Out of all companies that have ever set foot in the gaming market, not a single one has been able to build a portfolio of franchises that could match Nintendo's. The first reason behind that fact is relatively obvious: longevity. Being around since the dawn of gaming, and holding a big part of the credit for its popularization, has given the Big N numerous opportunities to craft characters, worlds, and gameplay styles with a great deal of appeal.
However, perhaps the biggest culprit behind that assortment of signature assets is the harsh reality that, since the Nintendo 64 days, the company has had to support its systems basically by itself. A tough outlook tends to bring out the best of human creativity, and Nintendo's case is a perfect example of that correlation.
The decision to stick with cartridges during that generation drove third-parties away, a scenario that has not changed in over two decades, and that getaway put pressure on the shoulders of their internal developers to guarantee that users of its consoles would have their basic gaming needs covered. Consequently, both first and second-party studios started to branch out into new territories seeking to address most of the industry's mainstream genres.
Therefore, a set of franchises that on the NES and SNES days seemed to heavily focus on platformers – a natural tendency once one considers that such breed of games utterly dominated the 2-D days – began to expand rapidly. Fast-forward through many years, and we arrive at the current landscape of abundant quality properties.
Nintendo's home consoles deservingly get a lot of flak for failing to allure multiplatform third-party releases that, if mixed with the unmatched quality of the company's first and second-party efforts, would give its systems – generation after generation – the overall best library of titles with ease. Yet, on account of the flooring variety found within its collection IPs, those machines remain as the market's safest option to anyone looking to get games that are among the best of almost every conceivable genre.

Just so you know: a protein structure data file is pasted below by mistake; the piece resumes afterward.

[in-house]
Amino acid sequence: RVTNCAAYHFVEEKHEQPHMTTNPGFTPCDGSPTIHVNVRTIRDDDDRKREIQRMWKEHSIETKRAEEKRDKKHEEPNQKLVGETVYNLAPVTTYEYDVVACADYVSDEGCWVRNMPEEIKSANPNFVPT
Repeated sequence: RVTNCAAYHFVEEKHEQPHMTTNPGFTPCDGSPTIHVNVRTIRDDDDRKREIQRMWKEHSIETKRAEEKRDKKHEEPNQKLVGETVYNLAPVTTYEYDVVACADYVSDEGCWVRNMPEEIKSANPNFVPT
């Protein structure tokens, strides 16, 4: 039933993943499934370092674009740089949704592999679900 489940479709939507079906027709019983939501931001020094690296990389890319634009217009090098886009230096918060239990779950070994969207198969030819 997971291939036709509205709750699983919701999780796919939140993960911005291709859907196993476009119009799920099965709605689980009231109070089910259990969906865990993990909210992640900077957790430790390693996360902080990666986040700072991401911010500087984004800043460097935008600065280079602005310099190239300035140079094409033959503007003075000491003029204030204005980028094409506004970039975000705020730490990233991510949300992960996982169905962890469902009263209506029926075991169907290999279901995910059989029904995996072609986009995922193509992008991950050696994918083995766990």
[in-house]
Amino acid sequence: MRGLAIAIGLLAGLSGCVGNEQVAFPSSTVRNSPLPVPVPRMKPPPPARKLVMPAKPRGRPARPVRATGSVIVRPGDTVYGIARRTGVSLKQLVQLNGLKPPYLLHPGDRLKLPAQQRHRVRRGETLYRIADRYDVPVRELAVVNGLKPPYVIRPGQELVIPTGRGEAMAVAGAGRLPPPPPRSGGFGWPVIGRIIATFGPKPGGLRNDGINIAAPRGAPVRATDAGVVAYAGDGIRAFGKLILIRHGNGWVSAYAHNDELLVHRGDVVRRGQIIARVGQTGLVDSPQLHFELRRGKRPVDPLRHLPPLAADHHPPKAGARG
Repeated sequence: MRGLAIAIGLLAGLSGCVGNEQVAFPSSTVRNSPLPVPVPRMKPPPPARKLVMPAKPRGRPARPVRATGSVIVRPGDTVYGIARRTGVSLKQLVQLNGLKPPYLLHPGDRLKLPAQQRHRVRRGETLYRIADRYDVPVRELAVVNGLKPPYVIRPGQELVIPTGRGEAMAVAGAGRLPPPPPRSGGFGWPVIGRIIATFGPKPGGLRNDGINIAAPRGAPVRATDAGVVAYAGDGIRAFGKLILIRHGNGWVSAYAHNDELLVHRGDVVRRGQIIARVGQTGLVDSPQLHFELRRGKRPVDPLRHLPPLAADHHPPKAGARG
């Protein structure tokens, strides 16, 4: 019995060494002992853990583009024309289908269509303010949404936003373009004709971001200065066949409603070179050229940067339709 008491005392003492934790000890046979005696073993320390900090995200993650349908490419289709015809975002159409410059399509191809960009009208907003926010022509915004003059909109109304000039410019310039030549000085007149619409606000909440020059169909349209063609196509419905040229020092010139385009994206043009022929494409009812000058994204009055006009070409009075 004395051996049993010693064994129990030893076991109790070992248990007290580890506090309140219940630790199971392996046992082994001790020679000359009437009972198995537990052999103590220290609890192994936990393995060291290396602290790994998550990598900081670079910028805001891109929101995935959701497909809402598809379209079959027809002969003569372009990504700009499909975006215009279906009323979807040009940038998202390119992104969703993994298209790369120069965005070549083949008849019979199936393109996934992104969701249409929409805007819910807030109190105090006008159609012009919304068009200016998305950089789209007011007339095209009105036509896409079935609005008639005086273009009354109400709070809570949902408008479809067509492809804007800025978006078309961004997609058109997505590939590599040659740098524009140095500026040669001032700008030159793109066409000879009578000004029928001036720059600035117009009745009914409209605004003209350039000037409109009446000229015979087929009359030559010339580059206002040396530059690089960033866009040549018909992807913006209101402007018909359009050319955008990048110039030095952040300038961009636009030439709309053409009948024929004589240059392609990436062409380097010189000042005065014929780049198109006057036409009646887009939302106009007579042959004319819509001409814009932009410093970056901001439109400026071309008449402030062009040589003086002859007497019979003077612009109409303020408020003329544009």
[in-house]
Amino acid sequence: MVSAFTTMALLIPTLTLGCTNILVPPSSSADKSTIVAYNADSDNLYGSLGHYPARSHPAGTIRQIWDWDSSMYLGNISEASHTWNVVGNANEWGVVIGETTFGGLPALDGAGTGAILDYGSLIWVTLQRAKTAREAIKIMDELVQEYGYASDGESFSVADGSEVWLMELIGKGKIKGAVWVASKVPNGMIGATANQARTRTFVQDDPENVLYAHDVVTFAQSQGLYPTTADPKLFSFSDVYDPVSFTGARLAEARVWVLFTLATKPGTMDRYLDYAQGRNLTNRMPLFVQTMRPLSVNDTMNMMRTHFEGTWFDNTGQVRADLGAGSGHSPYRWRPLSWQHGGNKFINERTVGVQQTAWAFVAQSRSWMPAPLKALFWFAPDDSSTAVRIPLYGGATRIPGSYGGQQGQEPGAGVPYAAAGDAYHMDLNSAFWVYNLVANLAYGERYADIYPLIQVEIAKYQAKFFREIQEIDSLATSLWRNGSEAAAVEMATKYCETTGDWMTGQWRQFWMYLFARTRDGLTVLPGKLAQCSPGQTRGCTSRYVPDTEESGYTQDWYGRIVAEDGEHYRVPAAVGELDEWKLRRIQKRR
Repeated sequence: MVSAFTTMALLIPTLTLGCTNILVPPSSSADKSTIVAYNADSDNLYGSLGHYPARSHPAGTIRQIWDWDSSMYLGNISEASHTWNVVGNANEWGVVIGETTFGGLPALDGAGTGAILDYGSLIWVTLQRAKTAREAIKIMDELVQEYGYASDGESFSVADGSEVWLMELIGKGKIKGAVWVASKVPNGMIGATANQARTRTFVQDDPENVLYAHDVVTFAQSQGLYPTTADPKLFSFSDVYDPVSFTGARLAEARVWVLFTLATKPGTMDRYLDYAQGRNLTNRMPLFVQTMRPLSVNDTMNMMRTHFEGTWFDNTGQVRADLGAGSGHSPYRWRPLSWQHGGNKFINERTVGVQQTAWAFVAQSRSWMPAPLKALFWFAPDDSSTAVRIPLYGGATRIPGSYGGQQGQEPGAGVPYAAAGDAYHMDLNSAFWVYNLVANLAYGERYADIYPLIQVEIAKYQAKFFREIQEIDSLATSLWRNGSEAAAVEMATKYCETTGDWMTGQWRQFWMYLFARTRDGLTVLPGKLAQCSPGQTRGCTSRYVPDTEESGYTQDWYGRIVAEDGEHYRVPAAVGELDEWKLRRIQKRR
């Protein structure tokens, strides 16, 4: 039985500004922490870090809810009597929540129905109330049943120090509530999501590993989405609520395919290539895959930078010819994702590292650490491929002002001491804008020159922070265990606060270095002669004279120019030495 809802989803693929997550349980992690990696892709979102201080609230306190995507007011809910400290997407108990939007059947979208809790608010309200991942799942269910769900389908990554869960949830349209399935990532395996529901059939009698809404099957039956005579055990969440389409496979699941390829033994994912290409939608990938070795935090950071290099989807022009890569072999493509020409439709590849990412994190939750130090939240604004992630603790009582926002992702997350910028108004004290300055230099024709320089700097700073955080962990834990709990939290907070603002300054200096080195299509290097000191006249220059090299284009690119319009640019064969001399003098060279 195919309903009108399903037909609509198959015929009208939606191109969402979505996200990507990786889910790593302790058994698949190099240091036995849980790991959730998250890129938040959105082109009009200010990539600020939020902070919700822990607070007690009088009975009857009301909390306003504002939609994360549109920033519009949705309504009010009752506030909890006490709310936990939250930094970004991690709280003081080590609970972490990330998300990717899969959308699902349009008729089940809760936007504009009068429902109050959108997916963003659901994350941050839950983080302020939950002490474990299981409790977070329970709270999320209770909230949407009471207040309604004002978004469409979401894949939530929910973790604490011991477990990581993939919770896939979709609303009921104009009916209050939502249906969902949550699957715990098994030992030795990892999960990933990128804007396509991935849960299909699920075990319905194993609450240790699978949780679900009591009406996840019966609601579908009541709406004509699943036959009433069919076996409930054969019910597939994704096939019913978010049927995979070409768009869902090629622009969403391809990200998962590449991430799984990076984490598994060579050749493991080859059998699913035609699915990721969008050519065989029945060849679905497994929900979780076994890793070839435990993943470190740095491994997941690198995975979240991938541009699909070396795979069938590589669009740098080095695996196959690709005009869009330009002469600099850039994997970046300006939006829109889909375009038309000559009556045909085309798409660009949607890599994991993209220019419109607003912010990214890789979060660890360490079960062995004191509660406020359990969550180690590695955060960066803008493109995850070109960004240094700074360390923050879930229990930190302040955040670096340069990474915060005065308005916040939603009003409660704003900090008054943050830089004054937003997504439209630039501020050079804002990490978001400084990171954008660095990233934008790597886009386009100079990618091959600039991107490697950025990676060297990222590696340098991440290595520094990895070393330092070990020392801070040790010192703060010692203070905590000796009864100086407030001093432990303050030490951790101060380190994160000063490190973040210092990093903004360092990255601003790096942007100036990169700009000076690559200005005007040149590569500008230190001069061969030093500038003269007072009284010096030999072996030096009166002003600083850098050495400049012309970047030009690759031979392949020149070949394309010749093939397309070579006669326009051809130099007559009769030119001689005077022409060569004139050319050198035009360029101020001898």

It is a statement that might sound absurd on these days of endless Nintendo-bashing. Still, once we choose to focus on the metric of quality while throwing quantity out the window, it is reasonable.
For starters, nobody does platforming better than Mario, and lately he has been stellar both on the 3-D front (Super Mario 3D World) and on the sidescrolling realm (the sadly overlooked masterpiece that is New Super Mario Bros. U). As a nice addition, Donkey Kong has gone through a stellar rebirth in recent years with two Retro Studios efforts that leave nothing to be desired in relation to the Super Nintendo works of art that built a name for the character.
Looking for some racing action? It is hard to find something as wild and insanely fun as Mario Kart, not to mention the futuristic beauty of F-Zero that has been sadly absent as of late. Want to punch enemies to oblivion? Super Smash Bros is the most amusing fighting game there is. What about taking a break and relaxing on a virtual life without specific goals? Animal Crossing's charm is pretty hard to resist and its time-consuming nature is uncanny.